The Conservative Political Action Conference (CPAC) just wrapped up in Washington, D.C., the city conservatives love to hate. A fine time was had by some.
These gatherings started way back in 1973, founded by the American Conservative Union, the oldest conservative membership organization in the country, and Young Americans for Freedom, a group of mostly college students. A stodgy old mainline group and another of fire breathing students made for strange political bedfellows but they shared a philosophical bent and a desire to strengthen and increase their numbers.
CPAC operated mostly in the dark for years. It wasnt that they werent trying. They just couldnt gain much traction with the media or the public. Ronald Reagans presidency gave them political legitimacy and power, and the advent of the internet enabled them them to increase both their reach and influence via a growing and more vocal conservative movement.
Their annual conference is now one of the signal events for serious conservatives. Its well-publicized, well-attended and extraordinarily well-reported, especially since some of the leading lights of conservative talk radio have been featured speakers in the past.
Since political positioning is intensifying as the 2012 presidential slugfest draws near, attendance was considered almost mandatory for those Republicans dipping their toes in the campaign waters. Virtually all the players youd expect were there with one notable exception. Sarah Palin was conspicuous by her absence, off doing her television show or at a book signing or some kind of speech making or something. Gov. Palin no longer attends events at which there might be someone friendly to one of her potential opponents or at which she might be confronted with a difficult question.
Everyone else was there, though.
The speeches were disappointingly predictable. Romney, Paul, Pawlenty, McConnell, et al, offered up rambunctious boilerplate presentations government is too big, taxes are too high, healthcare reform is socialism. The usual stuff. Ann Coulter, the Broom Hilda of the right, was her usual ray of sunshine, dripping venom while lecturing the attendees on the various evils of believing anything she doesnt. Even His Royal Hairness, Donald Trump, was there with yet another of his pretend dabbles in politics.
The one thing on which they all seemed to agree is that Barack Obama is a very bad person and an even worse president. We expect hyperbole and polemics at these kinds of events but the unfettered joy these speakers apparently feel while verbally eviscerating the president was at least marginally unsettling.
There was less unanimity on most everything else.
Some attendees thought Obama reacted too quickly when Egypt blew up. Others said he reacted too slowly. Still others said he shouldnt have done anything at all. Some speakers excoriated the president for being too soft in Afghanistan. Others said we should get out of there altogether. Too much waste at the Pentagon or not enough spending at the Pentagon. Fix healthcare reform or do away with healthcare reform. On and on they droned.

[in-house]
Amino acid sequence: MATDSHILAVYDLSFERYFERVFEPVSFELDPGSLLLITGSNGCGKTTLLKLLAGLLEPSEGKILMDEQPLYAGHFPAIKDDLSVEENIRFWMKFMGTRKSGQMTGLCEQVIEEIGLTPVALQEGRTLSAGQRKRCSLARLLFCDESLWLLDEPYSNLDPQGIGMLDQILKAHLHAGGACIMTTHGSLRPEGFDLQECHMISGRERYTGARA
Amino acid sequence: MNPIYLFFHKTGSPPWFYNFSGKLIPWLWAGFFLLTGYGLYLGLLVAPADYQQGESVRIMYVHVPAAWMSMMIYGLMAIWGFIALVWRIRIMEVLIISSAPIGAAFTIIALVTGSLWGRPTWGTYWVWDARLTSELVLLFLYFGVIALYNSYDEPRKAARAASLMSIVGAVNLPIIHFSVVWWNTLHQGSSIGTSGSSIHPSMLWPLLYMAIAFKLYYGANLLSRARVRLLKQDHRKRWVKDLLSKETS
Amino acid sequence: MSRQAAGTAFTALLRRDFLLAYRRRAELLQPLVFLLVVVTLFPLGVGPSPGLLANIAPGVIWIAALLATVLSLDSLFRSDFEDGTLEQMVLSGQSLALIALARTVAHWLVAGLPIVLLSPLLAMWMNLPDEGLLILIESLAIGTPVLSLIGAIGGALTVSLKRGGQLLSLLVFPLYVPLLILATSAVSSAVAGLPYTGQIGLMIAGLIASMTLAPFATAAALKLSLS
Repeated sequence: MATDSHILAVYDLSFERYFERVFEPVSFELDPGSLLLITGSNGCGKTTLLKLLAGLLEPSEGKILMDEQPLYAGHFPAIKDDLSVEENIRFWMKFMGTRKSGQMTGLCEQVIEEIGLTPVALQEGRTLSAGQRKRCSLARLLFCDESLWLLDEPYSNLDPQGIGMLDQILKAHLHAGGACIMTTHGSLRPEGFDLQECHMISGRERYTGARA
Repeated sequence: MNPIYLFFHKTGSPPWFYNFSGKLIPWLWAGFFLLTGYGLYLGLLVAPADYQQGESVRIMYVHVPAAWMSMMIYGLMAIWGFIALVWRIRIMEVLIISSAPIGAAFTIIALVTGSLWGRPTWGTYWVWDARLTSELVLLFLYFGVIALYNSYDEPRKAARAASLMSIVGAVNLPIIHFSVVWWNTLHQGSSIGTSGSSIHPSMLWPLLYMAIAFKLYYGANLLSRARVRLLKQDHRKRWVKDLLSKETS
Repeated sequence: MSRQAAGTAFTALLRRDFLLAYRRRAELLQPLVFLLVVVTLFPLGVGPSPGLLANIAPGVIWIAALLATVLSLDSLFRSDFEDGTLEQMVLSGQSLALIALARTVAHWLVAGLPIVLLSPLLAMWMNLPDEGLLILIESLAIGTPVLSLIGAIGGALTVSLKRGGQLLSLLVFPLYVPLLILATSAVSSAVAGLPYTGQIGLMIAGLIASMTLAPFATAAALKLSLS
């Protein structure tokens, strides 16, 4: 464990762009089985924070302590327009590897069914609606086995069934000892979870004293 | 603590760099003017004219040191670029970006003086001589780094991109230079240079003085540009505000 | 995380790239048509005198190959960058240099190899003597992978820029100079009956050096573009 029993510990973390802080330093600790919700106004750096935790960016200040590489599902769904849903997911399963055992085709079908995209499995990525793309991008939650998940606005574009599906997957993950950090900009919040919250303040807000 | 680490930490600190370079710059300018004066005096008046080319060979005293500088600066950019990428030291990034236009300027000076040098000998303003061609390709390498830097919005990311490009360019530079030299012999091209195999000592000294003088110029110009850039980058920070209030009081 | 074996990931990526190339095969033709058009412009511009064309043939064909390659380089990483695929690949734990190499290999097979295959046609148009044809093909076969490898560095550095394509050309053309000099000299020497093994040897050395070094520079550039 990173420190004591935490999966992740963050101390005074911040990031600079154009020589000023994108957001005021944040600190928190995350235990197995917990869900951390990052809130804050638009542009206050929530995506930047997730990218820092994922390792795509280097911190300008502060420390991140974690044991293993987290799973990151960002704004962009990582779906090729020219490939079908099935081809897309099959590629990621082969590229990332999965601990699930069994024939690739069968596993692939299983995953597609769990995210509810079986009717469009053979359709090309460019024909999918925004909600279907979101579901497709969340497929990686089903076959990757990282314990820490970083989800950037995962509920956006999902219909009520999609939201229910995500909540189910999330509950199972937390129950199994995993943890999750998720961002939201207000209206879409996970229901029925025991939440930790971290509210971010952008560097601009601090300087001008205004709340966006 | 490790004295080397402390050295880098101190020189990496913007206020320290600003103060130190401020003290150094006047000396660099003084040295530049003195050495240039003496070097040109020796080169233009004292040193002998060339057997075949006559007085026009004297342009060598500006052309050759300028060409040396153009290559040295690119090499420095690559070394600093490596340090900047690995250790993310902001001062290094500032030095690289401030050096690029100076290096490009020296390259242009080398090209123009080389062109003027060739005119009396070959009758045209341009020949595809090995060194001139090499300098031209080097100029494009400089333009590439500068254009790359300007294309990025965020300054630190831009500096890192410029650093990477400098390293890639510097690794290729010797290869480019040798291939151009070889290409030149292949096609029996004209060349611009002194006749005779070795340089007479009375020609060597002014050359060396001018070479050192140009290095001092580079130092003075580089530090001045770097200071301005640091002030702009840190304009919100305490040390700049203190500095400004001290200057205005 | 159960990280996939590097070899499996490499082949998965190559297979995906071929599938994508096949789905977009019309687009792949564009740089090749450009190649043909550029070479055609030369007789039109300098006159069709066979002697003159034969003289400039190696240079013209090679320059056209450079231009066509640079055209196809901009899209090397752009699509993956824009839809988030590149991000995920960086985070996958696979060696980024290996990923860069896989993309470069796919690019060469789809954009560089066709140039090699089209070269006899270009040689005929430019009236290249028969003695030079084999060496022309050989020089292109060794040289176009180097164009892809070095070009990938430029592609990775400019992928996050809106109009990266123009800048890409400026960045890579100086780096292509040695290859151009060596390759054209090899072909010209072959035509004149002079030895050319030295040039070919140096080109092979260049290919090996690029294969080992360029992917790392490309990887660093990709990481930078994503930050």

They were even all over the place on the budget. Some demanded $70 billion in budget cuts, some said it had to be at least $100 billion, others thought $200 billion sounded better. Nobody, however, suggested cuts of more than a $1 trillion and thats about what the deficit will be in the next budget year.
They certainly knew who and what they didnt like but they were a little weak on offering concrete alternatives to the policies they so despised.
Thats pretty much par for the course at these gatherings, whether the attendees are from the left or the right. Little more than exercises in political self-gratification, true-believers of some cause or philosophy join together and talk trash about people with whom they disagree. In the end, they all join hands in blissful unity.
It doesnt always work out that way. Even CPAC saw its share of factionalism.
The rift, in general, appears to be between those who want to maintain some sort of ideological purity and those who would actually like to win the presidency in 2012. The split was obvious in CPACs presidential straw poll, won by Texas Congressman Ron Paul. He is a darling of young conservatives but has no chance to win the Republican presidential nomination. Ironically, Paul was then immediately booted off the Board of Directors of the Young Americans for Freedom for not being tough enough on foreign policy.
Runner-up in the straw poll was Mitt Romney. Romney used to be considered a moderate and pushed through Massachusetts healthcare reform legislation which mandates that everyone must have insurance, the very requirement in Obamacare that has made conservatives apoplectic. But Romney is certainly more electable than Ron Paul so some CPAC attendees apparently gave him a pass on ideological purity.
By the time the conference ended, not everyone has happy.
There are breaks between traditionalists and neo-conservatives and the tea party folks. There are still big government Republicans and no government libertarian Republicans. The rips in the Republican fabric may be impossible to mend. There is no real leadership at the top of the conservative movement, no real affirmative platform or plans and no clear path to the White House despite control of Congress and state legislatures. There is disillusionment, dysfunction, disagreement and distress.
In the past, we had a name for people who belonged to a party with this much confusion. We called them... Democrats.